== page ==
“Stories” refers to what people talk about both inside and outside the company. The stories can be positive or negative. These stories represent the actual or perceived idea about the organization. For instance, when applying for a new position, don’t we want to know what people are saying about a company or a department?  Internally someone might say “you don’t want to work here – they work you to exhaustion,” or “this is an amazing place to work.” Let’s put this in terms of strategy implementation.  What if the story is “they have tried changing the strategy before and it failed miserably.”  If this is the story going around the company, what would the success be for the implementation of yet another new strategy?

The Cultural Web – Rituals and Routines

“Rituals and Routines” refers to the daily activities and behaviors. Are the rituals acceptable?  Do they reinforce or contradict the desired culture? For instance, a company is wanting to embrace the Scrum framework.  Scrum contains many “rituals” such as daily stand-ups and retrospectives. If the company does not perform these rituals, they are most likely not embracing the true spirit of Scrum.

The Cultural Web – Symbols

“Symbols” refers to the visual representation of the organization including logos, titles, dress codes, or office layout. Say you want to implement a culture where everyone’s status is valued equally. Is that what you’re really saying if you have private offices for some (the proverbial corner office).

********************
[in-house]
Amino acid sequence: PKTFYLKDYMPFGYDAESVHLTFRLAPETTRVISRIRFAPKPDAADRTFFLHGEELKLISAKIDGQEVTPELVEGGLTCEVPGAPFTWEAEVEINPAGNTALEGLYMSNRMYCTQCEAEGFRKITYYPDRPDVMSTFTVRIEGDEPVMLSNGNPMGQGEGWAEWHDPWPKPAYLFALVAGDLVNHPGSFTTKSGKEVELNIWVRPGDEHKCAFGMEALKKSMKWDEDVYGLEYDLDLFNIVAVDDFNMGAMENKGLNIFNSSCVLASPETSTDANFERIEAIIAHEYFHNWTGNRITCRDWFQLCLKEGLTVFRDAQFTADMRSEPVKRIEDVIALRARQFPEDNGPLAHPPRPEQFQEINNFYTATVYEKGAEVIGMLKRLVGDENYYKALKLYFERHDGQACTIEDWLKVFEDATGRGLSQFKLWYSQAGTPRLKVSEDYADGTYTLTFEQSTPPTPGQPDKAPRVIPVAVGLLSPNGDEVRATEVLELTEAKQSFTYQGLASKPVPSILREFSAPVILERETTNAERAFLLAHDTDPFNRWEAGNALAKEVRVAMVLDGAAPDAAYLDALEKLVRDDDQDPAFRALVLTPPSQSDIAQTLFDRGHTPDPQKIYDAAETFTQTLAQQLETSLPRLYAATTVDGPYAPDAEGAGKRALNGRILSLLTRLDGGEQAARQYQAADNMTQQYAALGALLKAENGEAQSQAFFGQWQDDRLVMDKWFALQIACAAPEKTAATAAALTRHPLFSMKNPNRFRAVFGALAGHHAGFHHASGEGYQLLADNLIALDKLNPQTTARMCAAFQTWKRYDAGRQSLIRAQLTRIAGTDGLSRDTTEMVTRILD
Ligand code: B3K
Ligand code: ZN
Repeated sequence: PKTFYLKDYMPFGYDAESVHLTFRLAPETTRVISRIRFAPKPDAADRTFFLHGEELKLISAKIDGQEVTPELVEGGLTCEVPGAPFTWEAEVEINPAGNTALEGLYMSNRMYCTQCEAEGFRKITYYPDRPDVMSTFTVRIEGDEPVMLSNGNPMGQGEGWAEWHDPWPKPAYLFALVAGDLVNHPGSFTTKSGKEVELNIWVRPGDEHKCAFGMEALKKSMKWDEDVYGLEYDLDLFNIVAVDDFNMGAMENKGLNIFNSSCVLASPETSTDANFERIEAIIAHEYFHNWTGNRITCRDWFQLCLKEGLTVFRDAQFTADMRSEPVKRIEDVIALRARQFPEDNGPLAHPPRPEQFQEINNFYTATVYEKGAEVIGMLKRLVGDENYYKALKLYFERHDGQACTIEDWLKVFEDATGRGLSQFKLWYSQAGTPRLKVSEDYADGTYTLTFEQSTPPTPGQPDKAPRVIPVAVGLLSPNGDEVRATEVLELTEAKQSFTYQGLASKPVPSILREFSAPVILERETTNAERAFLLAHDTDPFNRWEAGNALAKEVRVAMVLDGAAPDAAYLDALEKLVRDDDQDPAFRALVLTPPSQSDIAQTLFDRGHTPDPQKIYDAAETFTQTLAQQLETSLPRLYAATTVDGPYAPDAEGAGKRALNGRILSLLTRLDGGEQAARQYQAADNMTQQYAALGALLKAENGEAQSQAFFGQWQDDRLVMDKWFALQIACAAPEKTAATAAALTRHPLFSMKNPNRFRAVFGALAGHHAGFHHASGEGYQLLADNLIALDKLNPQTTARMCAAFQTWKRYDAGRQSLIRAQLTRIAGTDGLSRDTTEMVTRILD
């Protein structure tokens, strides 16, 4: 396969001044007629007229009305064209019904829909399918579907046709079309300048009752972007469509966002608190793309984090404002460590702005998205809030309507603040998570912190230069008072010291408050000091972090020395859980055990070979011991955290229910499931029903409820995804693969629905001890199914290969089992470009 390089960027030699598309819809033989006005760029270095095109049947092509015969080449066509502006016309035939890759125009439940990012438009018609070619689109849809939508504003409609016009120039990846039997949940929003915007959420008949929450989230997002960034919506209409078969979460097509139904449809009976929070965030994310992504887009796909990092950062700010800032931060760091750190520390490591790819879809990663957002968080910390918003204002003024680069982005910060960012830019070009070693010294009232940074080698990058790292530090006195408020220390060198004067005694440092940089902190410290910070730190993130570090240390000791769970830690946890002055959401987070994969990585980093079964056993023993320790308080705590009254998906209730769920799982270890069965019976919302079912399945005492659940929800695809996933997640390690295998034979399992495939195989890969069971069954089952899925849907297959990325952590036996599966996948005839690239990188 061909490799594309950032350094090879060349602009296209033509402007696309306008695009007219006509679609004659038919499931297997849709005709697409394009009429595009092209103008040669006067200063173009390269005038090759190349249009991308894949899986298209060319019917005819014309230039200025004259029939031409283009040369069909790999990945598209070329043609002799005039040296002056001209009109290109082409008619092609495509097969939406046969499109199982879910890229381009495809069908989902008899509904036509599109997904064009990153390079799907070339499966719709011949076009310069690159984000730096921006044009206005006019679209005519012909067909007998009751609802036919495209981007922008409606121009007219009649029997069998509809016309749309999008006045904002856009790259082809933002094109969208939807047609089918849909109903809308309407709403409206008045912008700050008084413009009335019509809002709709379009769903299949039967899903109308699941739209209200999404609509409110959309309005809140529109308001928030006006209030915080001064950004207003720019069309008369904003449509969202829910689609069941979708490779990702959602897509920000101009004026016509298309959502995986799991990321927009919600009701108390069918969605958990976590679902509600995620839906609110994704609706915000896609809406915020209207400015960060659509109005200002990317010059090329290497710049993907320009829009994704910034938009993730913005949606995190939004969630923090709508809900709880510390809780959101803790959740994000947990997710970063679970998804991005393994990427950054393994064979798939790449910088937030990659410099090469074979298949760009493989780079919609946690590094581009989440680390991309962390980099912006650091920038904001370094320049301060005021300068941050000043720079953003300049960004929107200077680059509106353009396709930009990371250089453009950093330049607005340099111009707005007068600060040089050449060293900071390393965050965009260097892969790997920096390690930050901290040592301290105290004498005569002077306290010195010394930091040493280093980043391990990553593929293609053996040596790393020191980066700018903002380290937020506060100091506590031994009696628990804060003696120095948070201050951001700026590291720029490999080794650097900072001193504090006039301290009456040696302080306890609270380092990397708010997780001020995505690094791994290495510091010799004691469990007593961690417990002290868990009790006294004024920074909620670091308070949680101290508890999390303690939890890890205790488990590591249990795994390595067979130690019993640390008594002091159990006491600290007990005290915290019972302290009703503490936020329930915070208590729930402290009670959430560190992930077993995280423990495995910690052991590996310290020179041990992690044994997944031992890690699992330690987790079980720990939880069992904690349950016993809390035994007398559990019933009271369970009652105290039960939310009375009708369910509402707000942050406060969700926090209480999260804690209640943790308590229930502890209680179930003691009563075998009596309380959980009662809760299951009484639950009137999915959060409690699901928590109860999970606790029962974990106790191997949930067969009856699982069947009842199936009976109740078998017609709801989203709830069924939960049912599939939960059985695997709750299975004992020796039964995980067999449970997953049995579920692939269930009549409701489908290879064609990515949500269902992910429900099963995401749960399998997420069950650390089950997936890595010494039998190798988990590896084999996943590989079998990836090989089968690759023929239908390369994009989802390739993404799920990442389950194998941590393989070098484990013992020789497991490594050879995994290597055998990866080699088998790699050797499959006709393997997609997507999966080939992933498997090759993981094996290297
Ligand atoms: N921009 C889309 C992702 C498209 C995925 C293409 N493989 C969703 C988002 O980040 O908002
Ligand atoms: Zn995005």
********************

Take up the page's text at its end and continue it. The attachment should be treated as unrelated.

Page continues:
The Cultural Web – Organizational Structures

“Organizational Structures” reflects the structure defined by the organization chart as well as the unwritten lines of power and influence. Does your organizational structure promote high collaboration between everyone, or does it promote a more formal hierarchy with a few people at the top and the rest of the workers taking orders? Or perhaps the organizational structure promotes a siloed vs. collaborative working environment?

The Cultural Web – Control Systems

“Control Systems” refers to the ways the organization is controlled. This reflects what is important to the organization.  Is it profits above everything else (at the expense of quality for instance)? Does the company control employee performance using bonuses that can promote internal competition rather than teamwork?

The Cultural Web – Power Structures

“Power Structures” highlights the real power within the organization. Does one person, group, or department have the greatest amount of influence on how decisions are made?  How about the strategic direction? I’ve experienced this quite a bit where the business side of the organization makes the strategy decisions without involving, for instance, the IT department.  This also means the business makes decisions about IT solutions. The IT department is then relegated to an “order taker” role and does not participate in the setting of strategic direction.